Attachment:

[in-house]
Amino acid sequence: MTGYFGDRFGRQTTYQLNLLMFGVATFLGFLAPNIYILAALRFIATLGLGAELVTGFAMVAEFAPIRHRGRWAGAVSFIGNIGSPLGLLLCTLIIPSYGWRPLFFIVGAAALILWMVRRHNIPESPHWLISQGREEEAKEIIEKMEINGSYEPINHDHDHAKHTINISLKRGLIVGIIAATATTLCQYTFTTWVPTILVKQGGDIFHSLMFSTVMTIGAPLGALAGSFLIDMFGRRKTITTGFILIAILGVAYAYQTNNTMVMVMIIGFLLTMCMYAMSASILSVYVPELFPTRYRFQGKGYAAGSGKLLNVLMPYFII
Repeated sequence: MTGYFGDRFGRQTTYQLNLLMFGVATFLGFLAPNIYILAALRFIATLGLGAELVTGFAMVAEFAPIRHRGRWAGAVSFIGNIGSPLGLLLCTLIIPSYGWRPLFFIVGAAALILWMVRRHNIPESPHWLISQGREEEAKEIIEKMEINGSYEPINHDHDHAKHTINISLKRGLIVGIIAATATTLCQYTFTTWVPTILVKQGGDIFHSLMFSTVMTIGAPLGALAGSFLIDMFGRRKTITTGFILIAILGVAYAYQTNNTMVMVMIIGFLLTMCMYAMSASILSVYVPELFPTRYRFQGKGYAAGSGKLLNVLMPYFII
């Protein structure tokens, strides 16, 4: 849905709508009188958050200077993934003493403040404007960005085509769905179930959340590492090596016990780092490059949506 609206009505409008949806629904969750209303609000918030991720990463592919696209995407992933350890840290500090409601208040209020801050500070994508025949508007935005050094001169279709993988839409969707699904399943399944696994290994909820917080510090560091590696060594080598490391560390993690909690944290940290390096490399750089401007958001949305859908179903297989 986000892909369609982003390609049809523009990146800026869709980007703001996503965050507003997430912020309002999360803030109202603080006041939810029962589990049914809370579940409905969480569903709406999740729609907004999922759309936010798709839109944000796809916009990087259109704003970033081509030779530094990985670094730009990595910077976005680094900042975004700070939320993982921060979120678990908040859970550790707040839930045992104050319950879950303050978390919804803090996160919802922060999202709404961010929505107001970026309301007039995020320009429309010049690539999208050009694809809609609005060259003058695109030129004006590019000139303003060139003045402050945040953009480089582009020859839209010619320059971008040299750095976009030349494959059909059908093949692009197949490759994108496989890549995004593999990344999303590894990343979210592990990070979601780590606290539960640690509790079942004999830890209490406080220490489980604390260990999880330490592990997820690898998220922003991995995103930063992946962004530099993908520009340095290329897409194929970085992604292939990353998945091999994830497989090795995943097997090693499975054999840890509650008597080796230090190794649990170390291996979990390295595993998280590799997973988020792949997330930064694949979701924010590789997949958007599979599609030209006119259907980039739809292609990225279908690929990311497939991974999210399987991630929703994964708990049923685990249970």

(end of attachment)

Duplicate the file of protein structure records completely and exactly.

[in-house]
Amino acid sequence: MTGYFGDRFGRQTTYQLNLLMFGVATFLGFLAPNIYILAALRFIATLGLGAELVTGFAMVAEFAPIRHRGRWAGAVSFIGNIGSPLGLLLCTLIIPSYGWRPLFFIVGAAALILWMVRRHNIPESPHWLISQGREEEAKEIIEKMEINGSYEPINHDHDHAKHTINISLKRGLIVGIIAATATTLCQYTFTTWVPTILVKQGGDIFHSLMFSTVMTIGAPLGALAGSFLIDMFGRRKTITTGFILIAILGVAYAYQTNNTMVMVMIIGFLLTMCMYAMSASILSVYVPELFPTRYRFQGKGYAAGSGKLLNVLMPYFII
Repeated sequence: MTGYFGDRFGRQTTYQLNLLMFGVATFLGFLAPNIYILAALRFIATLGLGAELVTGFAMVAEFAPIRHRGRWAGAVSFIGNIGSPLGLLLCTLIIPSYGWRPLFFIVGAAALILWMVRRHNIPESPHWLISQGREEEAKEIIEKMEINGSYEPINHDHDHAKHTINISLKRGLIVGIIAATATTLCQYTFTTWVPTILVKQGGDIFHSLMFSTVMTIGAPLGALAGSFLIDMFGRRKTITTGFILIAILGVAYAYQTNNTMVMVMIIGFLLTMCMYAMSASILSVYVPELFPTRYRFQGKGYAAGSGKLLNVLMPYFII
């Protein structure tokens, strides 16, 4: 849905709508009188958050200077993934003493403040404007960005085509769905179930959340590492090596016990780092490059949506 609206009505409008949806629904969750209303609000918030991720990463592919696209995407992933350890840290500090409601208040209020801050500070994508025949508007935005050094001169279709993988839409969707699904399943399944696994290994909820917080510090560091590696060594080598490391560390993690909690944290940290390096490399750089401007958001949305859908179903297989 986000892909369609982003390609049809523009990146800026869709980007703001996503965050507003997430912020309002999360803030109202603080006041939810029962589990049914809370579940409905969480569903709406999740729609907004999922759309936010798709839109944000796809916009990087259109704003970033081509030779530094990985670094730009990595910077976005680094900042975004700070939320993982921060979120678990908040859970550790707040839930045992104050319950879950303050978390919804803090996160919802922060999202709404961010929505107001970026309301007039995020320009429309010049690539999208050009694809809609609005060259003058695109030129004006590019000139303003060139003045402050945040953009480089582009020859839209010619320059971008040299750095976009030349494959059909059908093949692009197949490759994108496989890549995004593999990344999303590894990343979210592990990070979601780590606290539960640690509790079942004999830890209490406080220490489980604390260990999880330490592990997820690898998220922003991995995103930063992946962004530099993908520009340095290329897409194929970085992604292939990353998945091999994830497989090795995943097997090693499975054999840890509650008597080796230090190794649990170390291996979990390295595993998280590799997973988020792949997330930064694949979701924010590789997949958007599979599609030209006119259907980039739809292609990225279908690929990311497939991974999210399987991630929703994964708990049923685990249970």